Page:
GHANA – Fish farming is booming in Togo with the domestic aquaculture output increasing by more than 57% in 2022, according to data from the Ministry of Maritime Economy.
In 2020 the country’s annual fish production was recorded at 730 tonnes and the value increased to 1151 tonnes in 2022, reflecting a 57% growth.
This growth has been recorded at a time when the government is investing to support local aquaculture through the supply of equipment to fish farmers in the local communities.
“This rapid growth in aquaculture production is a clear indicator of the success of the state’s strategy to support aquaculture, and provides economic and development opportunities for aquaculturists and local communities,” said a spokesperson from the ministry.
Sustainable Oceans project kickstarts in Ghana
Meanwhile in Ghana, stakeholders are pooling together for the implementation of a three-year Sustainable Oceans project focused on improve the country’s fishing sector.
The Environmental Justice Foundation, Friends of the Nation and the Central and Western Fishmongers Improvement Association are spearheading the project funded by the Norwegian Agency for development and corporation.
The project is anticipated to help reduce the depletion of fish stocks, improve the income for residents in coastal communities and boost climate change resilience on the country’s fisheries resources.
About 20,000 fish farmers from the four coastal regions Greater Accra, Central, Western and Volta along the Ghanaian coastline are targeted by the Sustainable Oceans Project.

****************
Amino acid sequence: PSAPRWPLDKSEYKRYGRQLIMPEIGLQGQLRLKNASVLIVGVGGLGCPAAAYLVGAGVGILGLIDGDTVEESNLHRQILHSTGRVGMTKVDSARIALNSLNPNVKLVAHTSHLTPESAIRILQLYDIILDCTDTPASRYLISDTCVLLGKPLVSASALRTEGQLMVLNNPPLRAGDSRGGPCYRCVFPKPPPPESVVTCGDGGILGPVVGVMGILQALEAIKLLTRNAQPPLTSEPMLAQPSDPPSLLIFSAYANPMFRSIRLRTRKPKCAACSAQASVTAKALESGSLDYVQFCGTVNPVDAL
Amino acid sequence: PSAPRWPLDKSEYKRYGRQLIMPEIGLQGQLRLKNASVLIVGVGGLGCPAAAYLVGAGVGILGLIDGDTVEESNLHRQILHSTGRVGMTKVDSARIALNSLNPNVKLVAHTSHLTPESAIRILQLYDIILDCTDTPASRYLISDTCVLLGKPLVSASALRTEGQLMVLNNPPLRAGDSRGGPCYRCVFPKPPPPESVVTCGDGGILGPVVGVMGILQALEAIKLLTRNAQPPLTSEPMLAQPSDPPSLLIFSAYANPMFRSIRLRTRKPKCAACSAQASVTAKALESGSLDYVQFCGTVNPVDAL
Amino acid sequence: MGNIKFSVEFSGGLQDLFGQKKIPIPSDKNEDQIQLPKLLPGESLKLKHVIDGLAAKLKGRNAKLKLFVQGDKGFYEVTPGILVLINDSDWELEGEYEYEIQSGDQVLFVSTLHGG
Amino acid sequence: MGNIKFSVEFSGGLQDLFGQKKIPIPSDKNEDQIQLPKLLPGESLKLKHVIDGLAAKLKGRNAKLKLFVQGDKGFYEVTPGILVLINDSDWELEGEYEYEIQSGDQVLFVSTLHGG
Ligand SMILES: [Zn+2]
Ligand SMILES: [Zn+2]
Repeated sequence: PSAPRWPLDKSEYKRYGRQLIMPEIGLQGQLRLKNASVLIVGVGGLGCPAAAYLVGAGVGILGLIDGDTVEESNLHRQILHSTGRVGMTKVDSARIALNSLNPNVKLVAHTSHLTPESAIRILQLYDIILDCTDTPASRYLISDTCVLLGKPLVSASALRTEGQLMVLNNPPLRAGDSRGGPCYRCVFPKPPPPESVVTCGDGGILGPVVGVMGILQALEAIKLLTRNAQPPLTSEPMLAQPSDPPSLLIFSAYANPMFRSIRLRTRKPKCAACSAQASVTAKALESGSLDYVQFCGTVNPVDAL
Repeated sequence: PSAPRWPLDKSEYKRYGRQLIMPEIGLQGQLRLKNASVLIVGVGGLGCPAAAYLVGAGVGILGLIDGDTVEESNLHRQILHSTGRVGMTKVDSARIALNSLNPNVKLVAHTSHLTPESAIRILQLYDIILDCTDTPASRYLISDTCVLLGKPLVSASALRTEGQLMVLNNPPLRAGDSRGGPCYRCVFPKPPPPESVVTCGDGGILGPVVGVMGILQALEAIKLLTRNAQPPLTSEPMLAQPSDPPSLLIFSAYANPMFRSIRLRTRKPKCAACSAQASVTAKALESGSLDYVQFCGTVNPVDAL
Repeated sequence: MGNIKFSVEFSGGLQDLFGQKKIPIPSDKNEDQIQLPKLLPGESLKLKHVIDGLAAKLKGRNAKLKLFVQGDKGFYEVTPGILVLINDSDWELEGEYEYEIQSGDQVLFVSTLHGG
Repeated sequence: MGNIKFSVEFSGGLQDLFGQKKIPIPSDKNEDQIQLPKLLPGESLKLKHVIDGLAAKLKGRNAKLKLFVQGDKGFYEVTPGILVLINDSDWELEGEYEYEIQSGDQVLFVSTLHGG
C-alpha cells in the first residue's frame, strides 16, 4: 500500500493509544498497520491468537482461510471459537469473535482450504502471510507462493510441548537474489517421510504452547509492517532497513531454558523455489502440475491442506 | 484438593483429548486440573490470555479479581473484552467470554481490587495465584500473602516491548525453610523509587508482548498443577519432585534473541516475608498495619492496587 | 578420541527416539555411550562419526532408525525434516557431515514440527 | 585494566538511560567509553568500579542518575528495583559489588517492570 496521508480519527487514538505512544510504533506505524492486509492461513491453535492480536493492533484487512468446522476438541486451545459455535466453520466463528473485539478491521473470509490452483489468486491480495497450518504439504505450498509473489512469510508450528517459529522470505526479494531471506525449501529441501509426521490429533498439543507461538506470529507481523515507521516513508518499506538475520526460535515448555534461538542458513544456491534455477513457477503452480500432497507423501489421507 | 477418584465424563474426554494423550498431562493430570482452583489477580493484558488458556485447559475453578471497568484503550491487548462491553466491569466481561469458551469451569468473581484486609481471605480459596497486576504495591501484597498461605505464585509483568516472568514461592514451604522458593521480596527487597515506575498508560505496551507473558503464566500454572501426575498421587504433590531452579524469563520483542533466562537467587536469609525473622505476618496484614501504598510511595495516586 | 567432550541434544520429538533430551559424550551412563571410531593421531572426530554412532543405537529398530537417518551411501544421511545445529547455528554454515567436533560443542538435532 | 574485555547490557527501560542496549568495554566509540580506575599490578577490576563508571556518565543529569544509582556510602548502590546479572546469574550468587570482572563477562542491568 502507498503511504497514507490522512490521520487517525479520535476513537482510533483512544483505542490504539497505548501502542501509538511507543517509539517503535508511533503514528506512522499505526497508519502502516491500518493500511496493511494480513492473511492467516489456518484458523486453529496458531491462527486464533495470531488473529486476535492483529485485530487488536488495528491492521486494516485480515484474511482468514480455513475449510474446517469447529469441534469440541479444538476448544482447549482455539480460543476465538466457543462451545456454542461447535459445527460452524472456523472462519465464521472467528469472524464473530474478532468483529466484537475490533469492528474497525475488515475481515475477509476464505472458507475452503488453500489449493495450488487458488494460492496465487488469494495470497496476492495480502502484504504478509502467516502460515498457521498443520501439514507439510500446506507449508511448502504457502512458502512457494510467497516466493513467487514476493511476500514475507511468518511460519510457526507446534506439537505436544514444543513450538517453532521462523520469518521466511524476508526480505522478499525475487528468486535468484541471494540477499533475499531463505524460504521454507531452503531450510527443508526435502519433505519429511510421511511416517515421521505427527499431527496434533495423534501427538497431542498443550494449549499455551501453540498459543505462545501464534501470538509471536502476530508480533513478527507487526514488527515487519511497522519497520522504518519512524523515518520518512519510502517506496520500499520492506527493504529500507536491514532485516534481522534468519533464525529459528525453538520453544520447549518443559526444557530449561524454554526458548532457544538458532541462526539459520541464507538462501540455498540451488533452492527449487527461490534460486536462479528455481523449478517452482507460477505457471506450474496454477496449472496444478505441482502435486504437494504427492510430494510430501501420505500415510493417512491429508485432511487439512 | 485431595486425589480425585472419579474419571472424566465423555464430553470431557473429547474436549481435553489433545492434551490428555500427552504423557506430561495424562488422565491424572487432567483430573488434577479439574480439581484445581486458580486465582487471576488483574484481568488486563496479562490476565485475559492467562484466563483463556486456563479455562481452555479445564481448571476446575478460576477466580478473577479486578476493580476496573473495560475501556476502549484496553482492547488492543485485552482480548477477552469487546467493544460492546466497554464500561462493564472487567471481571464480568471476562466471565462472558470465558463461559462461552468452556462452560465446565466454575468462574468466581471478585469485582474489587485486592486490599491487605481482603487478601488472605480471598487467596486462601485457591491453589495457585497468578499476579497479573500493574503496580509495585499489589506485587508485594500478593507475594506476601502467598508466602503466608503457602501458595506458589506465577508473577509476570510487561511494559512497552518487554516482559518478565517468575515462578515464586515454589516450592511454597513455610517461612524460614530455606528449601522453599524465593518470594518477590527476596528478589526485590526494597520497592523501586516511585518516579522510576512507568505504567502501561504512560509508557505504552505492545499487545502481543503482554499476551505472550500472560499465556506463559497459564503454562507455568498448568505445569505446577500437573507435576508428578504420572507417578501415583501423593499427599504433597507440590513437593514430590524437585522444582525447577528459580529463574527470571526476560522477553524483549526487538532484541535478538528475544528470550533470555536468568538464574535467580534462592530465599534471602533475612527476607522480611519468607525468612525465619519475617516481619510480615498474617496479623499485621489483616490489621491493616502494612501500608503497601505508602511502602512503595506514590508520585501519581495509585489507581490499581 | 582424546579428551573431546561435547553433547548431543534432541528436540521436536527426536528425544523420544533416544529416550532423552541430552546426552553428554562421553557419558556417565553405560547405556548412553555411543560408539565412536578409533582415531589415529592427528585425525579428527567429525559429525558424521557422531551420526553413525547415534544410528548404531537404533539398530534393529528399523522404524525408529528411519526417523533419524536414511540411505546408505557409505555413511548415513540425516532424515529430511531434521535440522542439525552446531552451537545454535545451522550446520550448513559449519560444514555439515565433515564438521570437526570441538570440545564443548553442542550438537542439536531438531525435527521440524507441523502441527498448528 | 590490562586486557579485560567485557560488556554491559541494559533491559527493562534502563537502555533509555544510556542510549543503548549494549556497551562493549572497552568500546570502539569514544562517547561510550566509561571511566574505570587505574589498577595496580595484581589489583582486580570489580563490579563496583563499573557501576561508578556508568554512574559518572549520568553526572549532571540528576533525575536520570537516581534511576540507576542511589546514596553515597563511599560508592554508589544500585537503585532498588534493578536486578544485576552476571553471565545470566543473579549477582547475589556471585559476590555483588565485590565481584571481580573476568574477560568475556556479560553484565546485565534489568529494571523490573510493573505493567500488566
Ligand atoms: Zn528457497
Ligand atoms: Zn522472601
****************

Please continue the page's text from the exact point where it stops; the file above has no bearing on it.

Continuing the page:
During the launching ceremony, the Deputy Minister of Fisheries and Aquaculture Development, Mr Moses Anim, communicated that the blue economy plays a crucial role in employment creation and contributes to the gross domestic product as well as foreign exchange earnings.
The stakeholders in the Ghanaian fisheries value chain make up about 10% of the entire population making sustaining the marine resources crucial for the economic development of the country.
According to the Project Coordinator and Fisheries Programme Manager at the Environmental Justice Foundation, Mr Theophilus Boachie-Yiadom, the project will create opportunities within the fisheries value sector, promote enterprise development and enhance income resilience.
More than 5,000 artisanal fishers will be trained in fisheries management while 600 processors would be engaged in value addition and hygienic handling of fish products, as communicated by Boachie-Yiadom.
Officials from the navy, marine police, prosecutors and judges will also be equipped with technical input from national legal experts to help support the effective enforcement of fisheries laws.
Journalists will also be trained on how to report on the fisheries sector in an accurate and timely manner and the coastal community members trained to protect mangrove vegetation.